St George's, Belleville--Acts 2:1-11
If you’ve ever done any foreign travel, you’ve experienced in a firsthand and practical way the fact that human beings speak different languages. And sometimes it’s the same language: Brenda and I once rented a movie that was made in northern England and we had to turn on the closed caption feature because we couldn’t understand a word of what anybody was saying, and they were speaking English! And I can remember being in a truck stop restaurant in rural Tennessee, and needing my southern-educated daughter to interpret for the waitress. The language barrier has a deep impact on the way human beings relate to one another. Wars have been fought because of misunderstandings arising from differences in verbal communication.
In one of the briefer and more obscure parts of the Book of Genesis, we find an attempt to explain the origin of linguistic diversity. It’s the story of the Tower of Babel. This is the stuff of legend, of course, rather than historical fact, and we can find similar stories in other ancient literature, but as we have it, as human civilization reached the point where people grouped themselves into cities, in a place called Babel, they began construction on a tower that was intended to reach all the way into heaven, the very dwelling place of God. Well, God obviously couldn’t tolerate that, so he confused the speech of the workers so that they could no longer understand each other and couldn’t work together anymore and therefore could not finish their construction project. And that’s how we got all the different languages that people speak.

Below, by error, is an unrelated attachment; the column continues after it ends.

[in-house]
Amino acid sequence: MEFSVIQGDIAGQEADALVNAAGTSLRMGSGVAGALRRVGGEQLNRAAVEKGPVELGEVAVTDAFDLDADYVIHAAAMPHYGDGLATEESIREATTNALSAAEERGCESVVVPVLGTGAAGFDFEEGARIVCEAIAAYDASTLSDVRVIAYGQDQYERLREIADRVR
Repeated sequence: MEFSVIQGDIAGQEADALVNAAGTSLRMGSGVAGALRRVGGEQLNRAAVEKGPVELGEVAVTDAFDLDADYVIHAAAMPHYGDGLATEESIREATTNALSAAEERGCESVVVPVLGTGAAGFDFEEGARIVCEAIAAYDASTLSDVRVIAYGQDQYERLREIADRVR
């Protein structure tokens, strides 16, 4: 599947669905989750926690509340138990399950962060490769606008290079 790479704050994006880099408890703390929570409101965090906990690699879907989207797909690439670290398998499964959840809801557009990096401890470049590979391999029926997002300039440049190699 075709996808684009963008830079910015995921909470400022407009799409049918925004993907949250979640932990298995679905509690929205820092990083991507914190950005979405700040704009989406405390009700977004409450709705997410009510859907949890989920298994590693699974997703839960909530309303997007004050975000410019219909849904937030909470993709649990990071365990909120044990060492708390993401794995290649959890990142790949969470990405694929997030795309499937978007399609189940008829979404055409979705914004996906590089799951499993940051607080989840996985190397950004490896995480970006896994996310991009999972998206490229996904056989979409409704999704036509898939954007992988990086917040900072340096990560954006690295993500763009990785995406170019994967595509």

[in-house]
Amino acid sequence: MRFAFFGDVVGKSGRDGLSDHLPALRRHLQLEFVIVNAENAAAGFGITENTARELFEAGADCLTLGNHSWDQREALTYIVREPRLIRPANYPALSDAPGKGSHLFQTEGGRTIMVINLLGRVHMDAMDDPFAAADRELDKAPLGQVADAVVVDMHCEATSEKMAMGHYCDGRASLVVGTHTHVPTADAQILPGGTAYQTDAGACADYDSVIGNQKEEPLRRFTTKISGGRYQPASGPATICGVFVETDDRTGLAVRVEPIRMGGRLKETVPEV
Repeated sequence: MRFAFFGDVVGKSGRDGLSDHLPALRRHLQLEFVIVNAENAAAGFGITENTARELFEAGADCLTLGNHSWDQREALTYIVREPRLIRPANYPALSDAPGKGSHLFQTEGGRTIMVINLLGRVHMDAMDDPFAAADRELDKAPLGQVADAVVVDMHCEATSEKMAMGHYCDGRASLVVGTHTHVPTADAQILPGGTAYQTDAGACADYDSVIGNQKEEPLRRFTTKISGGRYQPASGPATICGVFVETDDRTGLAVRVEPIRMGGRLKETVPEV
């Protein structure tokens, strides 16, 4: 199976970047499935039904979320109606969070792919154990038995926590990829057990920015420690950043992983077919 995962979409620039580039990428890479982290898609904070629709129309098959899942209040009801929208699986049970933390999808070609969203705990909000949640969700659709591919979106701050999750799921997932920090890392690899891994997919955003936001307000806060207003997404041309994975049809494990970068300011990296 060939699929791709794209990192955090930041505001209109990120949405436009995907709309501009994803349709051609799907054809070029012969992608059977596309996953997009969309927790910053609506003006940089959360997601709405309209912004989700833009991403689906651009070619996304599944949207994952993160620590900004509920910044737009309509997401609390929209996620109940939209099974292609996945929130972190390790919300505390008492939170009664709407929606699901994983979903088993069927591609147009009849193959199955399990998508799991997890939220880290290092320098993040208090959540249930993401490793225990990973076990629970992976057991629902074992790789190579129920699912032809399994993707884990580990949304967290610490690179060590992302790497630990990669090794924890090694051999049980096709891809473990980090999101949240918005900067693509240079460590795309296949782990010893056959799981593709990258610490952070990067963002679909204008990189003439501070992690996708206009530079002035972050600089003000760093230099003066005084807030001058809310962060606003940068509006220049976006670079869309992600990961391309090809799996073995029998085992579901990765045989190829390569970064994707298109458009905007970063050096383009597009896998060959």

From this perspective, then, linguistic diversity is understood to be a curse—a curse from God. Now, I’m an amateur student of the evolutionary history of human language, so I know there are more natural explanations as to why we talk differently. But one need not take the story of the Tower of Babel literally in order see its huge symbolic significance. Babel is a sign that points clearly to our very concrete experience of alienation from our fellow human beings. At the most basic level: I am not you and you are not me. I’m not trying to be cute by stating the obvious; I’m talking about the root of most human misery here. As hard as I might try, I can never reveal myself in such a way that you can perfectly understand me, and you cannot possibly reveal yourself to me in such a way that I could perfectly understand you. And, of course, most of the time, we hardly even make an effort to understand and be understood. This is what leads to everything from war to crime to social injustice to political oppression to economic exploitation to domestic discord and violence to depression and suicide, and the list could go on—all of which indicates that we are fundamentally disconnected—disconnected from ourselves, disconnected from one another, disconnected from our environment, and disconnected from God. And Christian theology has a one-syllable word—one syllable in English, at any rate—a one-syllable word that lies at the heart of this disconnection: Sin. Not my particular sins or your particular sins, nasty as they may be! Rather, I’m talking about the power of Sin, and principle of Sin, the force of Sin, that which drives us to do things that we know are destructive to ourselves and to others, but we do them anyway, because every one of us is enslaved to the power of sin and death.